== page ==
Juventus have begun to enjoy such dominance in Italy that their position at the top of the Serie A table seems unshakable. Four consecutive league titles culminated in their 2014/15 domestic double, the Bianconeri achieving the feat for only the second time in the club’s history whilst also reaching the Champions League final after a twelve-year absence.
Even the loss of Coach Antonio Conte failed to slow down Italian football’s grand Old Lady, with Max Allegri managing to somehow improve upon the accomplishments of his predecessor in his debut campaign in Turin. The club seems set to be tested once again this summer, with the departures of Andrea Pirlo and Carlos Tevez robbing them of two pillars of this all-conquering side, and yet few would bet against them once again emerging triumphant next season.
The team is undoubtedly built upon its incredible defensive strength, with Gigi Buffon joining Conte, Pirlo and Tevez in perhaps being the most recognisable faces of this sustained period of success. Claudio Marchisio is the hometown hero enjoying helping La Madama to write new chapters in her long and prestigious history, while Paul Pogba has emerged as one of Europe’s most in-demand stars, seemingly set to break the world transfer record whenever he decides his time in the black and white stripes is over.
Yet for all the quality of those supremely gifted men, there is little doubt that it is Arturo Vidal who most embodies everything that makes this Juventus the team it is today. The Chilean midfielder arrived from Bayer Leverkusen in the summer of 2011, part of a complete overhaul of the squad as the club moved to a brand new stadium. Both team and player never looked back, his development into the continent’s premier box-to-box midfielder coinciding with the club’s return to prominence.
Over the three years that Conte sat on the bench, Vidal was the team’s leading scorer, his ability to break forward and contribute to the attack masking the lack of a quality striker, while never neglecting his duties at the other end of the pitch. Indeed, he has led all Serie A players in tackles made since moving to the peninsula, testament to the effort he puts forth each time he takes to the field. A snarling physical presence, he also possesses supreme quality in every facet of the game, making him a beloved team-mate and a fearsome opponent capable of destroying a defence or crushing an attack with equal aplomb.
“I could stay in Turin for my whole life, for my family and for the people who love me. Of course, Juve are also one of the best teams in the world. It’s really difficult to change club when you’re this happy.” – Arturo Vidal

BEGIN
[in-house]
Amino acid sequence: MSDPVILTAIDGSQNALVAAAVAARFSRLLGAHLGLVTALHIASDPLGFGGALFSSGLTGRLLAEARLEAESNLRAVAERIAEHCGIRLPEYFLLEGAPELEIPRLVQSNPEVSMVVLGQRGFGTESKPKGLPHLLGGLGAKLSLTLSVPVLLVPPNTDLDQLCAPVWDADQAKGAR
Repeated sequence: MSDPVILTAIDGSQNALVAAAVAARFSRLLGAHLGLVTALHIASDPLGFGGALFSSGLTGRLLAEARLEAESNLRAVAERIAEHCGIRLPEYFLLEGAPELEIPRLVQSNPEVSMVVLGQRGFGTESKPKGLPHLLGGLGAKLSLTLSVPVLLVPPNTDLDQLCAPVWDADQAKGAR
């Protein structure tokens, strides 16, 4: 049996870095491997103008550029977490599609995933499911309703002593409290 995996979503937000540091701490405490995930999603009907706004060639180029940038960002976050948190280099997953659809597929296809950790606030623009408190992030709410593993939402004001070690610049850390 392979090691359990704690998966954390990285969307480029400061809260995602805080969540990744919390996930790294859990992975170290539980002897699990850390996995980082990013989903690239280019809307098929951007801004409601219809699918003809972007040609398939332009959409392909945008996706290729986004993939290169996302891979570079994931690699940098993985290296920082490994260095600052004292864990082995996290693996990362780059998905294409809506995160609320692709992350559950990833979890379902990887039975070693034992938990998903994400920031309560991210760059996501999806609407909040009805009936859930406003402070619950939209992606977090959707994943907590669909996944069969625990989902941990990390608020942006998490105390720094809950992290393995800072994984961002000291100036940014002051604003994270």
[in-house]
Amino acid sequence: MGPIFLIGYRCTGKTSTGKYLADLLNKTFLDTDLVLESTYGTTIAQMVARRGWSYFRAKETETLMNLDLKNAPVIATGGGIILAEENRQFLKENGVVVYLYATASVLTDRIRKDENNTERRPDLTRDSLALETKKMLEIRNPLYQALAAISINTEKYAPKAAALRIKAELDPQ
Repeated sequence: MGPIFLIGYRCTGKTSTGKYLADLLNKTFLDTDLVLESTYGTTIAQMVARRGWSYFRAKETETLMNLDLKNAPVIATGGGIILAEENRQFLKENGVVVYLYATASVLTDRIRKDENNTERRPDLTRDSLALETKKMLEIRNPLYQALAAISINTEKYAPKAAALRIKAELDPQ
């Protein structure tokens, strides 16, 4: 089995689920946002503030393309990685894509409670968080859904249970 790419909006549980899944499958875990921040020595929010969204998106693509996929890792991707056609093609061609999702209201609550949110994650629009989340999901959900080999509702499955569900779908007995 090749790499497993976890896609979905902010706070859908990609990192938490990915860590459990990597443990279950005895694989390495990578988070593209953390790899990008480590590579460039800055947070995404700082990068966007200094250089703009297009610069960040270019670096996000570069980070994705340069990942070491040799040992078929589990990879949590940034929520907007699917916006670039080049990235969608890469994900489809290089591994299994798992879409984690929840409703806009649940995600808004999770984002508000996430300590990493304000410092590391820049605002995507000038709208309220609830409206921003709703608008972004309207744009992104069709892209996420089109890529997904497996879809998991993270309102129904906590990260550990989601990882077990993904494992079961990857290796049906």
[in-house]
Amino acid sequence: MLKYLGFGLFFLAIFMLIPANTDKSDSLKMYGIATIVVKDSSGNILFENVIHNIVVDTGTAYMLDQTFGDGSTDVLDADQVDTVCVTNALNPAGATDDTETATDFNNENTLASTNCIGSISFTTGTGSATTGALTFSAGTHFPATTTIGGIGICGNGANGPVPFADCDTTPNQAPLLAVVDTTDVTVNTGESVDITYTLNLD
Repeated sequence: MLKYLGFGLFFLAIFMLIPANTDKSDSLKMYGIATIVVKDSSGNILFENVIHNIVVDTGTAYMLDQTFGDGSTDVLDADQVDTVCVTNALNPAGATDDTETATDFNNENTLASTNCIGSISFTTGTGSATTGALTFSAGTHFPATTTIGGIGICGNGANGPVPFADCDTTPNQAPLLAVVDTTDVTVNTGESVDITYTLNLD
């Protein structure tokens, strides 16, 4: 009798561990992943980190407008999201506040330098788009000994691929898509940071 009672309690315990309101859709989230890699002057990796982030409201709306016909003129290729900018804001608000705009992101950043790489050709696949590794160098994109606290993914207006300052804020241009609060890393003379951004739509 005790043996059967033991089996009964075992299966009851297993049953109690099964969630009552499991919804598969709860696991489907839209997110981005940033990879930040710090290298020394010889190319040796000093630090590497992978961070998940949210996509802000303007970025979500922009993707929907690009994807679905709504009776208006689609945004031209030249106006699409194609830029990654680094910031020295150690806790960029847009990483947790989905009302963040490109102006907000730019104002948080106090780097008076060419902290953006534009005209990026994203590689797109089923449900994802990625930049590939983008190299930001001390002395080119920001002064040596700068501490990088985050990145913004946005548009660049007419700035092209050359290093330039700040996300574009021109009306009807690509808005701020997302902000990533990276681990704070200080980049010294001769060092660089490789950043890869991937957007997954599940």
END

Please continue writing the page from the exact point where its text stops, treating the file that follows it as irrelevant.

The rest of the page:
Last summer’s upheaval saw him linked with Manchester United however, a move which ultimately collapsed due to a mixture of concerns over a knee injury and the player’s desire to remain with Juventus. After a persistent problem failed to ease, Vidal underwent surgery just five weeks before the World Cup, rushing back to play in the Europa League Semi-Final which ultimately saw the Bianconeri lose to Benfica. "I would do it all again," he told La Gazzetta dello Sportrecently. "I risked hurting myself beyond repair by trying to get back so soon, but it was a decision I made for the love of Juventus.”
He subsequently played well for Chile in Brazil, helping them reach the Last 16 where the hosts eliminated them in a tense penalty shootout. Vidal then returned to Turin but struggled throughout the winter, the lack of rest – and recurring pain in his knee – repeatedly affected his ability to deliver the tenacious performances supporters were used to seeing from the 28-year-old. He would eventually rediscover his best form at the perfect time however, playing a crucial role as Juventus made their way to the Champions League Final in Berlin.
Vidal has done just the same at this summer’s Copa America, putting the shame of his arrest for a drink-driving offence behind him and pushing La Roja to within 90 minutes of glory on home soil. Four-time runners-up in the competition, they will hope to finally win their first international trophy at Santiago’s Estadio Nacional on Saturday.
After that he will return to Juventus, a club he has credited with making him the player so widely coveted by others, with reports this week making Arsenal the latest team to be interested in bringing him to England. It is a link that makes little sense for the Italian giants, particularly not at the fee of around £21 million which has been mentioned, a figure almost half that discussed twelve months ago when Old Trafford was his rumoured destination.
While his quality cannot be doubted, it is a move which also makes little sense for the North London club, who are surely in need of a more defensive midfielder than Vidal. He may be a significant upgrade on the players in his current role, but would do little to cover the glaring weakness in Arsene Wenger’s side. Repeatedly discussing how much he feels at home in Turin, Vidal also spoke of how he feels the city is “very Latin, similar to in Chile,” in an interview with 24 Horas.
“Serie A was my university. I’ve made the leap here,” Vidal added, “I’ve matured and I don’t feel the need to go anywhere else.”
He certainly doesn’t.
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